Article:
How Much Can Home Solar Save You on Your Electricity Bill?

There are multiple factors and choices to weigh when selecting photovoltaic panels for your roof or property.

To help answer that question, we’ll first need to look at how to answer two others. The first is how to estimate the cost of a solar install for your home. Typically, here in Texas as elsewhere, people starting on their solar journey think of cost in terms of how many panels they’ll need. But solar panels vary not only in size but in how many cells there are per panel and how efficient they are in converting sunlight into electricity. And those numbers are changing all the time as solar cells get more efficient and as new technologies enter the market.

The main factors affecting the price of solar cells and panels are efficiency, durability/reliability, and brand reputation, represented by the Bloomberg rating tier the company is on. The last one is important because as a home solar system owner, you want to be confident that the company will be around through the life of the panels (typically, twenty-five years) to honor the warranty in case of component failure. So how many panels—or how large they are—is not a reliable way to estimate.

Instead, what matters most is system size—how much electricity the panels on your roof will generate. Installers charge primarily by the kilowatts your system will put out. A good home solar company will work with you to give you the best price per watt for your system consistent with quality.

This brings us to the second question: how large of a power offset do you want? That is, what percentage of your current electricity bill do you want to replace with energy you generate yourself from your home solar system? Twenty percent? Half? Or the whole thing, maybe with wattage left over to feed back into the grid? That question raises a bunch of others. To begin with, how big a system can your rooftop handle in terms of square footage? Is it fully exposed or partially shaded, and if so, by how much? Those factors may limit the capacity of the system you want to install. (For more on this, and to get a preliminary rough idea of your potential savings, see our Solar Calculator, here.)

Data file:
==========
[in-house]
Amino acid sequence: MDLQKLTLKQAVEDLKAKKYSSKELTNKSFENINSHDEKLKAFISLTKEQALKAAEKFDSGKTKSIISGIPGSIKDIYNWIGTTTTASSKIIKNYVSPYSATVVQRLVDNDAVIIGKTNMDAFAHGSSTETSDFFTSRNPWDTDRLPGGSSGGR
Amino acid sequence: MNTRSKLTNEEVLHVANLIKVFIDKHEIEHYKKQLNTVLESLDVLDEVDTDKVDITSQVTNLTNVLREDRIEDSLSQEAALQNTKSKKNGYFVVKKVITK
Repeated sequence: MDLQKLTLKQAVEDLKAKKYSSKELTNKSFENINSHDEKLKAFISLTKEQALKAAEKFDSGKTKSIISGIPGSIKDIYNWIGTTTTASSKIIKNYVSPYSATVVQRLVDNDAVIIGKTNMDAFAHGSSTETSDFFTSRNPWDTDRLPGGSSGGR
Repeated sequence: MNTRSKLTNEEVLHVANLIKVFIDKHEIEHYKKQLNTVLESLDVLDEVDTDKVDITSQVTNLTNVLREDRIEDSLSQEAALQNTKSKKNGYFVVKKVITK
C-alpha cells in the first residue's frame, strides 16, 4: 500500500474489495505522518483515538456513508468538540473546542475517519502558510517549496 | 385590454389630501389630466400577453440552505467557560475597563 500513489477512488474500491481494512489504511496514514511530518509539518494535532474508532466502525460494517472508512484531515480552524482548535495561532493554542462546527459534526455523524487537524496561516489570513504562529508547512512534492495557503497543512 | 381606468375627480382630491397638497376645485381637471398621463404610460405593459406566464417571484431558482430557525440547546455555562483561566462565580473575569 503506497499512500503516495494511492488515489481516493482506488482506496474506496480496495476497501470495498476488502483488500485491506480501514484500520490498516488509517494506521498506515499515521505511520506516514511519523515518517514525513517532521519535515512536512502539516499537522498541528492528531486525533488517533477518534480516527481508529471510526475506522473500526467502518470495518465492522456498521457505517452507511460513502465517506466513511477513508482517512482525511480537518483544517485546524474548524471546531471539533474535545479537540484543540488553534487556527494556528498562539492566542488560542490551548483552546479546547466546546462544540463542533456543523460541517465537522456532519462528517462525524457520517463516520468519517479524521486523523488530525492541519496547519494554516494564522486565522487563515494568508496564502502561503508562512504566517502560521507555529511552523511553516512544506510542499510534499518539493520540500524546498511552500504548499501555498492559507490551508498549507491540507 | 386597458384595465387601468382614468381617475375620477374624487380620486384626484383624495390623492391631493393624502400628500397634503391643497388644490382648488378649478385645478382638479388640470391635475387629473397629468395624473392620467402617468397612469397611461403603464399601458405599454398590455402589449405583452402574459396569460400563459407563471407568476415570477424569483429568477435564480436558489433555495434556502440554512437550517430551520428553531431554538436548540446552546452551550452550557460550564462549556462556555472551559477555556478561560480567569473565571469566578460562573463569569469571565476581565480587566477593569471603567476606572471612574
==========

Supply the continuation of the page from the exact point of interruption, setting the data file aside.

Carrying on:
The other major factor is your provider. As you know, Texas has a two-tier power distribution system. The top tier is the patchwork of Transmission and Distribution Utilities or TDUs, which are regulated regional monopolies. So, the TDU that serves you depends entirely on where you live. Below the TDUs are the electric power suppliers that use the transmission and metering services the TDUs provide. There are three types of supplier: Retail Electric Providers (REPs), which are private corporations; publicly owned municipal utilities; and electricity co-ops, which are customer-owned. As their names suggest, municipal utilities and co-ops are local, but some REPs operate throughout the state of Texas.

Both TDUs and retailers vary widely in the support they offer for home solar. Some provide a wealth of helpful information and applications like solar panel calculators. The ones that do this often allow net metering, whereby, if and when your home generates more power than it consumes, you’re paid for it. Others discourage home solar systems and often want to sell you their own “green energy” product. Some offer various rebates for going solar, while others do not. (For more on this, and how to research retailers, see our blog entry How North Texas Power Companies Support Solar.) You’ll want to know all about the plans offered by your TDU and the available retailers so you can pick the one that best suits your home solar goals. And remember—once you have your own home solar system, it’s yours. Whether available retail electricity plans change or retailers merge or go under, that system is going to go right on generating power for you, free once you have paid for the hardware.

If you’re thinking seriously about getting a home solar installation, then, and want to figure out how much you can save (or even earn) with your system, you literally have some homework to do. But luckily, you are not on your own. Here at Universal Solar System, we can provide you with a wealth of expertise on all these issues. Get in touch, and let’s talk.